Voices of GinPaul Jackson, The Gin Guide.
Published: 26th September 2019
In Voices of Gin we interview influential individuals in the global gin community. We meet the people whose activities and businesses play a role in telling the wider story of gin and help support gin makers. We wanted to highlight some of the people we see as being key figures who drive forward the discussions surrounding the gin category and whom we see as adding value to gin.
In this Voices of Gin feature we meet Paul Jackson of The Gin Guide. Paul Jackson founded The Gin Guide in 2014 as a resource for both consumers and gin makers to help promote and support the global gin industry. Along with The Gin Guide website, The Gin Guide provide a variety of services including a membership package, created to help showcase gins and the people behind them. We caught up with Paul to learn more about The Gin Guide and get Paul’s insight and thoughts about Scottish Gin and the wider gin category.
What motivated you to establish The Gin Guide?
Going back 5 or 6 years, The Gin Guide was born out of a passion for gin, excitement about the increasing diversity in the gin industry, and not being able to find the information I wanted to know about the wide range of gins that we were starting to emerge.
Back then there was largely only either retail information available (e.g. ABV and a line or two of top level brand information) or long-form content that at the time was a little overwhelming and jargon-filled for me to be able to easily take in and enjoy reading.
Assuming that other consumers and trade professionals may be looking for the same information as me, I created The Gin Guide with the aim of presenting unique, independent, concise, factual and transparent information about each gin and distillery, with no marketing blurb and everything you’d want to know to decide if you’d like to try or buy that gin. Plus there’s always been a goal to include some interesting and lesser known details that readers could perhaps share at a dinner party, when hosting a gin tasting, or when putting together a gin menu.
What were the objectives of the business and have they changed?
The Gin Guide mission is to enable consumers and the trade to discover new gins, distilleries and ways to enjoy and serve gin, whilst providing a platform and channels for gin producers to reach new audiences, tell their stories, sell more bottles and achieve more tour bookings.
The idea and format seemed to really strike a chord with consumers, the trade and gin brands alike. Now with hundreds of thousands of website visitors per year and being around the top 10 largest Instagram followings for any gin brand or gin-related organisation, in many ways the objectives are unchanged after all this time. It’s all about providing valuable, transparent and useful content that supports the gin industry.
Who’s supported you and The Gin Guide?
The gin brands that backed The Gin Guide from the early days gave me belief in the concept and I’ll always be grateful to them and continue to work with them and support them. The likes of Colonsay Gin, Malfy Gin, Pinkster Gin, Old Bakery Gin, Kirkjuvagr Gin and Orkney Gin Company, as well as many others, have all been wonderful advocates and have seen various iterations of The Gin Guide offering over the years and always got behind it.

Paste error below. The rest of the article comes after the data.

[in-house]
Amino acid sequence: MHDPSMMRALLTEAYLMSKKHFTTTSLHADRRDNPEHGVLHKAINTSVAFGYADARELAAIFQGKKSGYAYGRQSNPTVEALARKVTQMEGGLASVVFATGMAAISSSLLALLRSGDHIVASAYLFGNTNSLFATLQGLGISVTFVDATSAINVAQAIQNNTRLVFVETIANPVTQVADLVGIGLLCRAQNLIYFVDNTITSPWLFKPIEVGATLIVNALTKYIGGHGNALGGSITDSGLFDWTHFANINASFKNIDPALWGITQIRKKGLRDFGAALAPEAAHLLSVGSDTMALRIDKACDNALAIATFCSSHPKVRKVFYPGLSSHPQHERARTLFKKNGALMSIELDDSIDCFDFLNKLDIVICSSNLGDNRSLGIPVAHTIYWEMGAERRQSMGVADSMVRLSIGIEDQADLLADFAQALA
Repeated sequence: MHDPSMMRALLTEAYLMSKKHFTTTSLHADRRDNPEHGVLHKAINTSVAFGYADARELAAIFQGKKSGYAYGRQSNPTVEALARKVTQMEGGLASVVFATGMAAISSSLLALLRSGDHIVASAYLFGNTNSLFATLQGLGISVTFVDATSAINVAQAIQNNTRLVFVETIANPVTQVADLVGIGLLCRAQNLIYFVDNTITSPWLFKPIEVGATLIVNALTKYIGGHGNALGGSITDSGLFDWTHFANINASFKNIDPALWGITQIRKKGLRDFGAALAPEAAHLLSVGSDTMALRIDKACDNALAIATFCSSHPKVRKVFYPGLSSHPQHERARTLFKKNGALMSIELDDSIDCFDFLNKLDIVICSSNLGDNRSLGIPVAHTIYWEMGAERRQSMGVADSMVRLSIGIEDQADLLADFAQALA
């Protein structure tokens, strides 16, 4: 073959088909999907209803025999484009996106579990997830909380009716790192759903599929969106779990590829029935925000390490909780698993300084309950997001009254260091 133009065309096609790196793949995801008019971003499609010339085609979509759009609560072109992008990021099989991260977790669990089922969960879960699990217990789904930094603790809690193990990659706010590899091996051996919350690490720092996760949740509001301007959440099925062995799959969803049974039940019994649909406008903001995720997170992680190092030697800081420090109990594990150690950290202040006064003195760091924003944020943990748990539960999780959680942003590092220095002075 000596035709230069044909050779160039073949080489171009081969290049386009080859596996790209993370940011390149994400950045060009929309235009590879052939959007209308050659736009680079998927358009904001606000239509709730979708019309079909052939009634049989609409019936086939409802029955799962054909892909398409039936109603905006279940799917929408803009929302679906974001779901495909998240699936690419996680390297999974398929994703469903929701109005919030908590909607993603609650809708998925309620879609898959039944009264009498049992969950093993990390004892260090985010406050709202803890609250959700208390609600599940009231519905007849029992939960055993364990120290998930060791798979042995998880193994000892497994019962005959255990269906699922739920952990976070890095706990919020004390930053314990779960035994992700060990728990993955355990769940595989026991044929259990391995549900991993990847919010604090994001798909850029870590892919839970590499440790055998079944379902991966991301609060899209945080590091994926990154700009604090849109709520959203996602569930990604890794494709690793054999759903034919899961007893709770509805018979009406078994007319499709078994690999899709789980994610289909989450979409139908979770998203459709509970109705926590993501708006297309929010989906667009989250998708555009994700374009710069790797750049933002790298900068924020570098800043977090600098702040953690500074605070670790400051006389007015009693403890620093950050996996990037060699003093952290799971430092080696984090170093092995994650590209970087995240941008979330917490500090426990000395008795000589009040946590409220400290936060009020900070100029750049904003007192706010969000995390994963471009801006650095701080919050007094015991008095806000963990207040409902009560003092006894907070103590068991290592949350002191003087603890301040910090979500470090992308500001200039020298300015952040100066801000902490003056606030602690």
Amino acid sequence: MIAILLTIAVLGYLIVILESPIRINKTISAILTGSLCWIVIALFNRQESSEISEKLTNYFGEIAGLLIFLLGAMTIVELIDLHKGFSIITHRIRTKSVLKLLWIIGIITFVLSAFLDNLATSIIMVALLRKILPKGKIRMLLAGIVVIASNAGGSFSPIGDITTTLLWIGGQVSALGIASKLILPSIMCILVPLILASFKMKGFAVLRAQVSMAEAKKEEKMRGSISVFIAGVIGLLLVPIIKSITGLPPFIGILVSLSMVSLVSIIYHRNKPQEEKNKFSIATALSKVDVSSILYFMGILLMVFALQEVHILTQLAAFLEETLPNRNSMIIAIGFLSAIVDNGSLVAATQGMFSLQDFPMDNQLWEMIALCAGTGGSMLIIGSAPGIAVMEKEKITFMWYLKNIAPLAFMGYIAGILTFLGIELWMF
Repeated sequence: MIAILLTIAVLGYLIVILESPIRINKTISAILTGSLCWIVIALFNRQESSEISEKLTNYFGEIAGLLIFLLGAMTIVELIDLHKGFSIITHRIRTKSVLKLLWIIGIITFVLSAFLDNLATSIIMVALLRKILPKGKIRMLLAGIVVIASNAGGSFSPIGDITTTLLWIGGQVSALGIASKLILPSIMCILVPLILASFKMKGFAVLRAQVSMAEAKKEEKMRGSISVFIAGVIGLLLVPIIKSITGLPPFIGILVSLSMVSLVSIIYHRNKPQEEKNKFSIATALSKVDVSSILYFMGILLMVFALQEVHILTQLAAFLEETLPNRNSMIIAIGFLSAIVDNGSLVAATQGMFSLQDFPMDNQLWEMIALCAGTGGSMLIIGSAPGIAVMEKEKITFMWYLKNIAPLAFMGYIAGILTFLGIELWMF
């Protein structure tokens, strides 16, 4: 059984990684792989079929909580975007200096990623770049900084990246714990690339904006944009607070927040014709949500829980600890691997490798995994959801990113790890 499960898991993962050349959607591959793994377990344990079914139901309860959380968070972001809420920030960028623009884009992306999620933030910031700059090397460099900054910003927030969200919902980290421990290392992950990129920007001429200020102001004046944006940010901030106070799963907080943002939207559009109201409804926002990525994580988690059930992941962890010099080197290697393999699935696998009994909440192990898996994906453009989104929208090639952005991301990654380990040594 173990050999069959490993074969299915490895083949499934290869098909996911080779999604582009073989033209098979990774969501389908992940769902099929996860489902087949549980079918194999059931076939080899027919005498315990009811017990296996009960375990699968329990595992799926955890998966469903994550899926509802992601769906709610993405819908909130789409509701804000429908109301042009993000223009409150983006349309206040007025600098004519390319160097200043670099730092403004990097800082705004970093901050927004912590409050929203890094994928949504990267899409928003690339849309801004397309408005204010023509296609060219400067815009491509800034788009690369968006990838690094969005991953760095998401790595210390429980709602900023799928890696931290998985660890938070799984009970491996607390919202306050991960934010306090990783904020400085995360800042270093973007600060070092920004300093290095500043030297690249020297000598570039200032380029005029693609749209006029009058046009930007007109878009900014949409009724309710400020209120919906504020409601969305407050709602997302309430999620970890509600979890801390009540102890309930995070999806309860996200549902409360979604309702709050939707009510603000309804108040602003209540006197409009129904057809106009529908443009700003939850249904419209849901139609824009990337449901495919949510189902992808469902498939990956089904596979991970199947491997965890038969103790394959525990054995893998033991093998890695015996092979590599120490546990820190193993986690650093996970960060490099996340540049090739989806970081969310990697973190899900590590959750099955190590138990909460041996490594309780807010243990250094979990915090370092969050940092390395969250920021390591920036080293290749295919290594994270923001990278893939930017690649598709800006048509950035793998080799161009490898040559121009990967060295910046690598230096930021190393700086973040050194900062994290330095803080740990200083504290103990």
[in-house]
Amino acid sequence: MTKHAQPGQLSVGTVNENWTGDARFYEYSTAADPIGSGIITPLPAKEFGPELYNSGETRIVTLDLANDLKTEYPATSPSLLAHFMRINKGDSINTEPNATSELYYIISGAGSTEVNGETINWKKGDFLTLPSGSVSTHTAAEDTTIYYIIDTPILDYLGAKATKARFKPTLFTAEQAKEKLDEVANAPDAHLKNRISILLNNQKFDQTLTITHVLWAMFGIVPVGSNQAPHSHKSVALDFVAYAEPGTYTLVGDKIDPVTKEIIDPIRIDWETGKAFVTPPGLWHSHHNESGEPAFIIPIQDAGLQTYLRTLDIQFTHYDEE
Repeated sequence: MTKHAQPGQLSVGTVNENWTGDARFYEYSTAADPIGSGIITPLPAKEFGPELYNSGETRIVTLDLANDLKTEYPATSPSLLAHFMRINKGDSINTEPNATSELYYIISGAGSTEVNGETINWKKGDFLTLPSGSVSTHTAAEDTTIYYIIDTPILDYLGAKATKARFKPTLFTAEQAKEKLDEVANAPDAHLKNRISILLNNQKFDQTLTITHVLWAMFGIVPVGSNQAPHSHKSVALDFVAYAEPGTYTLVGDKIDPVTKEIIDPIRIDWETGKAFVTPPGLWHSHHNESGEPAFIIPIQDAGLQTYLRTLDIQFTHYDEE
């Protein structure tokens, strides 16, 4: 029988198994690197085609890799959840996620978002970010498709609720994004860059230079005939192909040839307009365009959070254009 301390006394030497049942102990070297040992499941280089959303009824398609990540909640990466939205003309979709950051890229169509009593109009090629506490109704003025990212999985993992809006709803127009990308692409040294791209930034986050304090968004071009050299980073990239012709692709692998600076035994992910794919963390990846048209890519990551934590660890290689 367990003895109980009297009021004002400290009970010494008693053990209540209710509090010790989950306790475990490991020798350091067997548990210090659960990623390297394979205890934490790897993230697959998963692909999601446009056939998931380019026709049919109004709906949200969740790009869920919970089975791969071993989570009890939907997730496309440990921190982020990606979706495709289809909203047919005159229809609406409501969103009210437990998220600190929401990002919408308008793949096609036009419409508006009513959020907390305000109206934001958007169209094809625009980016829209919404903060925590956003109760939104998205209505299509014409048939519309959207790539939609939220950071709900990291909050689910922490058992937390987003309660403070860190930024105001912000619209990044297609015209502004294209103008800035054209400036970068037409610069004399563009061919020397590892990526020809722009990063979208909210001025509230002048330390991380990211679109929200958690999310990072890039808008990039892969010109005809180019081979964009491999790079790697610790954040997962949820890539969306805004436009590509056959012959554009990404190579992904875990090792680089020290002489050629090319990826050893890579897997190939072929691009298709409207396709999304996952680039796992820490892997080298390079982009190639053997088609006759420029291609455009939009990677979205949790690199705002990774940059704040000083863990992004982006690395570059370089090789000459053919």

The community of gin bloggers and enthusiasts has also been incredible. I’ve made so many great friends and there’s such a sense of collaboration and mutual support. From simply sharing each other’s content, being a sounding board for ideas, or contributing comments for each other’s articles, through to a number of this wonderful group being on the judging panel for The Gin Guide Awards, it’s a special community of be part of.
What’s been the highlight of your gin journey so far?
The Gin Guide Awards is the source of a lot of highlights. When I’m at events or in spirits retailers and I see The Gin Guide Awards logo brandished on bottles, marketing materials and exhibition stands, it’s still always exciting. But the biggest reward has been seeing how a growing group of gin producers have used their success in The Gin Guide Awards to really accelerate their growth and achieve distribution contracts, export accounts and new listings. When something you’ve created and dedicated yourself to has a real outcome of actually enhancing people’s businesses and lives, it’s so rewarding and I’m so thrilled for them.
What challenges have you had to overcome to get to where you are now?
Finding where to store my gin collection! London house prices really don’t accommodate the need for a gin cellar. I’m fairly certain that the postman thinks I have a problem, but there’s so many stunning gins and so little time…
The number of gins on the market is both an opportunity and a challenge, and my inbox is always bursting at the seams each morning! One of our key values is that we always do a structured tasting of each gin we feature and we review each gin ourselves and experiment to find serving and garnish suggestions. It’s a more thorough process than we could opt for, and it’s not the most time or cost efficient, but it’s crucial to building and maintaining our reputation, transparency and credibility.
What’s the best thing about working in the world of Gin?
It’s difficult not to say ‘the gin’ here! The reality is that the best thing about working in the gin industry is the people, as they make it such a special industry. As well as there being the aforementioned community of gin bloggers and enthusiasts, I travel all over the UK and the world to meet the people behind the gins and distilleries, so that I can hear their unique stories, see what they have created and what they do, get to know them and expand my knowledge to share on The Gin Guide.
What’s your favourite cocktail and why?
At the moment, I love a Gimlet and a Martinez, having gone through a Martini obsession and then a Negroni obsession in recent years. A Gimlet is short and simple to make, but summery and flavoursome. Most Gimlet recipes use lime cordial, but swapping that for fresh lime juice and sugar syrup makes a beautifully fresh, fruity and zingy version. And the Martinez is such an underrated and underused cocktail, so I feel like I’m always going around recommending it – join the movement!
What makes Scottish Gin “Scottish”?
It’s a simple sounding question that is in reality rather complex. To one person this may simply be a gin that is distilled in Scotland. Another person may also expect the use of Scottish water, a percentage of Scottish botanicals and for bottling and labelling to be carried out in Scotland too. And another may be willing to call a gin ‘Scottish’ if it is distilled in England but the founder/company is based in Scotland and the gin features at least one Scottish botanical. The latter certainly doesn’t sit comfortably with me due to the potential for consumers and trade buyers to purchase something that they believed to have a different source.